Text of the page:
Bears upset with Jared Allen's blindside block that injured lineman
- Blog Post by: Dan Wiederer
- November 26, 2012 - 5:35 PM
Vikings defensive end Jared Allen insisted Sunday evening he meant no harm with his blindside block of Bears guard Lance Louis. But plenty of harm was done, with Louis tearing the anterior cruciate ligament in his left knee and being put on injured reserve Monday.
It’s a huge blow to the 8-3 Bears, whose offensive line was already in disarray due to injury and poor play. Louis had become the unit’s most dependable player.
But his season ended on an Antoine Winfield interception with 12:57 to play in the third quarter Sunday. During Winfield’s 31-yard return, Allen left his feet and used his right forearm to deliver a crushing shot on Louis.
A day later, Chicago coach Lovie Smith questioned Allen’s approach, his discontent even more apparent given the end result for Louis.
''Jared Allen plays the game a certain way. He's a good player in our league,'' Smith told reporters in Chicago. ''But I think there's some plays when you look at them again, you say, 'Hey, we could have done without [that]. I think our game can do without that play.'''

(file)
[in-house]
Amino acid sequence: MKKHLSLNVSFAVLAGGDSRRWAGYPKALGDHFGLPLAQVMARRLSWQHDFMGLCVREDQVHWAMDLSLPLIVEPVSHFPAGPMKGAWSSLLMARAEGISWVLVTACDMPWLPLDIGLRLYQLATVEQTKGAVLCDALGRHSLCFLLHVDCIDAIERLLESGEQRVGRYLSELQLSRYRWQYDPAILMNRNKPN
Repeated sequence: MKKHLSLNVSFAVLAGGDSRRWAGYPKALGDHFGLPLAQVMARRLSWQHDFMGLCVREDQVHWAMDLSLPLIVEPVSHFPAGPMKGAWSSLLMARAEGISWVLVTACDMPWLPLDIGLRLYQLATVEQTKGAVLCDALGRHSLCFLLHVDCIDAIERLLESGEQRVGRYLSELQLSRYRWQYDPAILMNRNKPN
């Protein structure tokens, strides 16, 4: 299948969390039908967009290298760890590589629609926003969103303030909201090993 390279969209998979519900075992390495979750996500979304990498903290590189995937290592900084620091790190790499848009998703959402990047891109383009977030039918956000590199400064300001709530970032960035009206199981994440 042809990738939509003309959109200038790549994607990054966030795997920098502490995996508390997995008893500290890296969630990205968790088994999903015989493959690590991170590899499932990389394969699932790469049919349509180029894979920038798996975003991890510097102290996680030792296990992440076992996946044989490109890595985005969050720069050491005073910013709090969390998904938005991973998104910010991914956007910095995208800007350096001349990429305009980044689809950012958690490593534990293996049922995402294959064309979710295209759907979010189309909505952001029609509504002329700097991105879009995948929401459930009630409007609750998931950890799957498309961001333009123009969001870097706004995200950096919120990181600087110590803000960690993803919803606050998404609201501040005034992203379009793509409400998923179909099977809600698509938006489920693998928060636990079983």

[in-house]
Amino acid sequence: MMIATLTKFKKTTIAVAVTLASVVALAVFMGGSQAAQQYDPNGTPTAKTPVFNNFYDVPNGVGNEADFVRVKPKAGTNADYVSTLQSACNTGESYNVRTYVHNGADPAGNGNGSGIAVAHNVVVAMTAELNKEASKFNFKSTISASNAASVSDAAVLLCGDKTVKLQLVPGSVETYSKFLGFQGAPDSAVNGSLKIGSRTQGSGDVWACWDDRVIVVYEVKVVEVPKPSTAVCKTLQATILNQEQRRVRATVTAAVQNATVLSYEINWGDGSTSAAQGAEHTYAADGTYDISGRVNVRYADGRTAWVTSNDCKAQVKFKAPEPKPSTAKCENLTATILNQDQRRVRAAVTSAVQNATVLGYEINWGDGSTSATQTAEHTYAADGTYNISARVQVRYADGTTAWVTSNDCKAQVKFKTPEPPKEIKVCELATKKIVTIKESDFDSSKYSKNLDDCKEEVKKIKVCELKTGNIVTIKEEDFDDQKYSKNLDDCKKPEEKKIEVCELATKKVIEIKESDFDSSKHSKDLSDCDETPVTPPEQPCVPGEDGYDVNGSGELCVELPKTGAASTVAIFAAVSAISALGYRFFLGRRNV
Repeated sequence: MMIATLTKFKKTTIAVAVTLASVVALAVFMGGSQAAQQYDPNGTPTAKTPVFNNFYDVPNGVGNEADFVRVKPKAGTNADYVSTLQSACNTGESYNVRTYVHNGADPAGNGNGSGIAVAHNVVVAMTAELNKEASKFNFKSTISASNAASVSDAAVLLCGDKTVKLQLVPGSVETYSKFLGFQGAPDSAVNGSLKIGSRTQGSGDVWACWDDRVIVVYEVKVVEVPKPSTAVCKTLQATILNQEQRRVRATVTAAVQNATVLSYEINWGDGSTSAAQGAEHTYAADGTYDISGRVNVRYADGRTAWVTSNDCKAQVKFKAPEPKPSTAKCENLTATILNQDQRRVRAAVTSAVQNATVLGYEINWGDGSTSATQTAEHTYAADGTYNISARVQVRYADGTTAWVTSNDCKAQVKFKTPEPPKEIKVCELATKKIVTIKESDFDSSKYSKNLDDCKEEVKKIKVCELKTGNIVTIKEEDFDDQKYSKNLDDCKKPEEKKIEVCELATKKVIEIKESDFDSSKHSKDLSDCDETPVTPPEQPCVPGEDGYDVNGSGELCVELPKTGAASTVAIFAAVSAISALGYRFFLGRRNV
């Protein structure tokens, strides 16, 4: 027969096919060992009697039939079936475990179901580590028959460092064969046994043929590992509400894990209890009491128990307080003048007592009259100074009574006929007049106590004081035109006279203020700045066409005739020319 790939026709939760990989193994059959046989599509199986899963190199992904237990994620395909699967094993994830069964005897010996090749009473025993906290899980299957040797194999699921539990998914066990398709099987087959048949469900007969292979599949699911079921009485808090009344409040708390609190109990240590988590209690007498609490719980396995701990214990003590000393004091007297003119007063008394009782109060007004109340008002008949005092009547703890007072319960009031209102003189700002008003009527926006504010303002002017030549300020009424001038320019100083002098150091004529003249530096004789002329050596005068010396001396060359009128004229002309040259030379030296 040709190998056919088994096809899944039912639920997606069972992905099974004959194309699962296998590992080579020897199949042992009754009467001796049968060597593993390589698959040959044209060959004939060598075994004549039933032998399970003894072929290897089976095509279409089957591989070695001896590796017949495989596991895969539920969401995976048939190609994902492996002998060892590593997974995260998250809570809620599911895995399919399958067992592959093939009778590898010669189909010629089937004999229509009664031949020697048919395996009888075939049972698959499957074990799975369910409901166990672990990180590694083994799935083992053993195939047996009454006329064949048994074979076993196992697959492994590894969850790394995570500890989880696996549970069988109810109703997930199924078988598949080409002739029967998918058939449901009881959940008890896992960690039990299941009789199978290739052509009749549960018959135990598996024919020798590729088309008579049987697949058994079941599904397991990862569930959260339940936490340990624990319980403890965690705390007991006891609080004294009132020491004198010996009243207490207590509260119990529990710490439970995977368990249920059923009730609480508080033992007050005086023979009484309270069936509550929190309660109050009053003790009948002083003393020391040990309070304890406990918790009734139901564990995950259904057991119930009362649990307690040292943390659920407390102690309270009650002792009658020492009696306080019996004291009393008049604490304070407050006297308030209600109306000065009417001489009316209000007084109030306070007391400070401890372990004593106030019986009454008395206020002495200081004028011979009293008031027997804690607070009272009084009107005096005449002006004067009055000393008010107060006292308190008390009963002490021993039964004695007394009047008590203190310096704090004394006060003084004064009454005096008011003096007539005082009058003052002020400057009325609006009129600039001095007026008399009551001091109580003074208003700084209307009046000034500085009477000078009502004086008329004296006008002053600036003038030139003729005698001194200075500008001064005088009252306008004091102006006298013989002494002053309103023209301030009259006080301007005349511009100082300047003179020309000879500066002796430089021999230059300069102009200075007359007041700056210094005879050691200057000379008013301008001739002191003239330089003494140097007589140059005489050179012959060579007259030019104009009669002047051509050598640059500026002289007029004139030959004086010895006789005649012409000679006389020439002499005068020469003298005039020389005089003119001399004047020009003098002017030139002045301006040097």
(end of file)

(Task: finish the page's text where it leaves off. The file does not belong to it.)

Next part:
The NFL will review the play and Allen could face a steep fine for delivering an illegal hit on a defenseless opponent.
The league’s 2012 playing rules have plenty of provisions to protect defenseless players, a designation Louis fit as “a player who receives a blindside block when the blocker is moving toward or parallel to his own end line and approaches the opponent from behind or from the side.”
NFL rules also identify it as “an illegal launch if a player leaves both feet prior to contact to spring forward and upward into his opponent.” Allen did so with the shot on Louis, though he didn’t draw a penalty on the play.
Bears defensive lineman Israel Idonije also questioned Allen’s methods. As Idonije told the Chicago Sun-Times: “Lance is quick. He's fast. But it's not a situation where he was just blazing and [Allen] had to lay him out to make a saving play. He hit him that way because he chose to hit him that way.''
© 2013 Star Tribune